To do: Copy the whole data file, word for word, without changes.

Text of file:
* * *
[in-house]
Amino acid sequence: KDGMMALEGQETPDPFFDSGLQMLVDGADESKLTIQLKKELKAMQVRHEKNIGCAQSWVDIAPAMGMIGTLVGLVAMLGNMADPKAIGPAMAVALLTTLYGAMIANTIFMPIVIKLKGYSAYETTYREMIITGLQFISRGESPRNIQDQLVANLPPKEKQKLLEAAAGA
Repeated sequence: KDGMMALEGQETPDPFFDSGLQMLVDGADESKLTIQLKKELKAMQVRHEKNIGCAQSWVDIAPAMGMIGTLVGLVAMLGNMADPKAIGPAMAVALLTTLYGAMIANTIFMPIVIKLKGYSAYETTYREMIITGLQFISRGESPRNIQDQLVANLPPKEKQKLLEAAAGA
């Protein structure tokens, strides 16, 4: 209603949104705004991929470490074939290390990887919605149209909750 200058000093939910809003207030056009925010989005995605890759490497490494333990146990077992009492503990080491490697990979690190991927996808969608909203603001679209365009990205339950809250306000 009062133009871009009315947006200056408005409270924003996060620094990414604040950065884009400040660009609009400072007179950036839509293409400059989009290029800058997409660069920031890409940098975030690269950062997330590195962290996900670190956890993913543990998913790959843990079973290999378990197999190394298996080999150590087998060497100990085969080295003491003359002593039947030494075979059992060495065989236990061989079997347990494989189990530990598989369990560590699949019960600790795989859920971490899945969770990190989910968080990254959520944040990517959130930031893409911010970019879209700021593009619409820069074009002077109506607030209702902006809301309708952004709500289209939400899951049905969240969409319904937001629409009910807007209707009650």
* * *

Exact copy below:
[in-house]
Amino acid sequence: KDGMMALEGQETPDPFFDSGLQMLVDGADESKLTIQLKKELKAMQVRHEKNIGCAQSWVDIAPAMGMIGTLVGLVAMLGNMADPKAIGPAMAVALLTTLYGAMIANTIFMPIVIKLKGYSAYETTYREMIITGLQFISRGESPRNIQDQLVANLPPKEKQKLLEAAAGA
Repeated sequence: KDGMMALEGQETPDPFFDSGLQMLVDGADESKLTIQLKKELKAMQVRHEKNIGCAQSWVDIAPAMGMIGTLVGLVAMLGNMADPKAIGPAMAVALLTTLYGAMIANTIFMPIVIKLKGYSAYETTYREMIITGLQFISRGESPRNIQDQLVANLPPKEKQKLLEAAAGA
């Protein structure tokens, strides 16, 4: 209603949104705004991929470490074939290390990887919605149209909750 200058000093939910809003207030056009925010989005995605890759490497490494333990146990077992009492503990080491490697990979690190991927996808969608909203603001679209365009990205339950809250306000 009062133009871009009315947006200056408005409270924003996060620094990414604040950065884009400040660009609009400072007179950036839509293409400059989009290029800058997409660069920031890409940098975030690269950062997330590195962290996900670190956890993913543990998913790959843990079973290999378990197999190394298996080999150590087998060497100990085969080295003491003359002593039947030494075979059992060495065989236990061989079997347990494989189990530990598989369990560590699949019960600790795989859920971490899945969770990190989910968080990254959520944040990517959130930031893409911010970019879209700021593009619409820069074009002077109506607030209702902006809301309708952004709500289209939400899951049905969240969409319904937001629409009910807007209707009650």